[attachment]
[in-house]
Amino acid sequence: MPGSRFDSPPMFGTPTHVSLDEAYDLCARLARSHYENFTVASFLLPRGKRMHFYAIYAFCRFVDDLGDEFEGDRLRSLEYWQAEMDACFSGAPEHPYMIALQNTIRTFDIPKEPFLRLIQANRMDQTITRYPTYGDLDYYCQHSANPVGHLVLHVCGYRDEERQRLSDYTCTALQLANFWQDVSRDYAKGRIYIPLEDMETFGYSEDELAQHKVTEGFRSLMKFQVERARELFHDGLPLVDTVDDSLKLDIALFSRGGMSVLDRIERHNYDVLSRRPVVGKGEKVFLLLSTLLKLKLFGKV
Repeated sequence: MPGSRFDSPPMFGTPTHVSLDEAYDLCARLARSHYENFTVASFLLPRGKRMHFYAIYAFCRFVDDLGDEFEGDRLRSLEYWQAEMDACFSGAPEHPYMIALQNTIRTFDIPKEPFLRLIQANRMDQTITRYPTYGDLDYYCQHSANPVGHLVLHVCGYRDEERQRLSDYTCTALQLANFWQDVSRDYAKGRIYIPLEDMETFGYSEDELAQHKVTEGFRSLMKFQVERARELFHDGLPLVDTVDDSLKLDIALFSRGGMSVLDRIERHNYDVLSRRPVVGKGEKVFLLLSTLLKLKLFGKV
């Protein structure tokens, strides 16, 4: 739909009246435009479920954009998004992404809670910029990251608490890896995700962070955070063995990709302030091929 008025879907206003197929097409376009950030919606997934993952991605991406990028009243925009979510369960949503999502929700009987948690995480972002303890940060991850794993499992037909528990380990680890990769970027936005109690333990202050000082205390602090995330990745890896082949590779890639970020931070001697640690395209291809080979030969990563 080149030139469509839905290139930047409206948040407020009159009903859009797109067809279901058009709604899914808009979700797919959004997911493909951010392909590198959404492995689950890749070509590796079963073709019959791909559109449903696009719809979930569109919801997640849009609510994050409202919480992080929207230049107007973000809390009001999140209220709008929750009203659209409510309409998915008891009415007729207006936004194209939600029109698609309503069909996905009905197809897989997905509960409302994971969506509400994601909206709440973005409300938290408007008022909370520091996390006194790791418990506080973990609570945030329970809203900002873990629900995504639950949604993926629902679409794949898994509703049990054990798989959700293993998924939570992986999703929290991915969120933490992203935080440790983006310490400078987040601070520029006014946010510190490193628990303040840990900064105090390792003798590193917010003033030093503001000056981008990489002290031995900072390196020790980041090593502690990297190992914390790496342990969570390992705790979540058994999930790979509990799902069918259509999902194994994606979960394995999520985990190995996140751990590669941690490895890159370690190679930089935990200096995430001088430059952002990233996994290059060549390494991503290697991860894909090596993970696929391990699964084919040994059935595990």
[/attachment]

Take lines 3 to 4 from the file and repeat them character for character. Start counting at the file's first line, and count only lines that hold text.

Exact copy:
Repeated sequence: MPGSRFDSPPMFGTPTHVSLDEAYDLCARLARSHYENFTVASFLLPRGKRMHFYAIYAFCRFVDDLGDEFEGDRLRSLEYWQAEMDACFSGAPEHPYMIALQNTIRTFDIPKEPFLRLIQANRMDQTITRYPTYGDLDYYCQHSANPVGHLVLHVCGYRDEERQRLSDYTCTALQLANFWQDVSRDYAKGRIYIPLEDMETFGYSEDELAQHKVTEGFRSLMKFQVERARELFHDGLPLVDTVDDSLKLDIALFSRGGMSVLDRIERHNYDVLSRRPVVGKGEKVFLLLSTLLKLKLFGKV
């Protein structure tokens, strides 16, 4: 739909009246435009479920954009998004992404809670910029990251608490890896995700962070955070063995990709302030091929 008025879907206003197929097409376009950030919606997934993952991605991406990028009243925009979510369960949503999502929700009987948690995480972002303890940060991850794993499992037909528990380990680890990769970027936005109690333990202050000082205390602090995330990745890896082949590779890639970020931070001697640690395209291809080979030969990563 080149030139469509839905290139930047409206948040407020009159009903859009797109067809279901058009709604899914808009979700797919959004997911493909951010392909590198959404492995689950890749070509590796079963073709019959791909559109449903696009719809979930569109919801997640849009609510994050409202919480992080929207230049107007973000809390009001999140209220709008929750009203659209409510309409998915008891009415007729207006936004194209939600029109698609309503069909996905009905197809897989997905509960409302994971969506509400994601909206709440973005409300938290408007008022909370520091996390006194790791418990506080973990609570945030329970809203900002873990629900995504639950949604993926629902679409794949898994509703049990054990798989959700293993998924939570992986999703929290991915969120933490992203935080440790983006310490400078987040601070520029006014946010510190490193628990303040840990900064105090390792003798590193917010003033030093503001000056981008990489002290031995900072390196020790980041090593502690990297190992914390790496342990969570390992705790979540058994999930790979509990799902069918259509999902194994994606979960394995999520985990190995996140751990590669941690490895890159370690190679930089935990200096995430001088430059952002990233996994290059060549390494991503290697991860894909090596993970696929391990699964084919040994059935595990």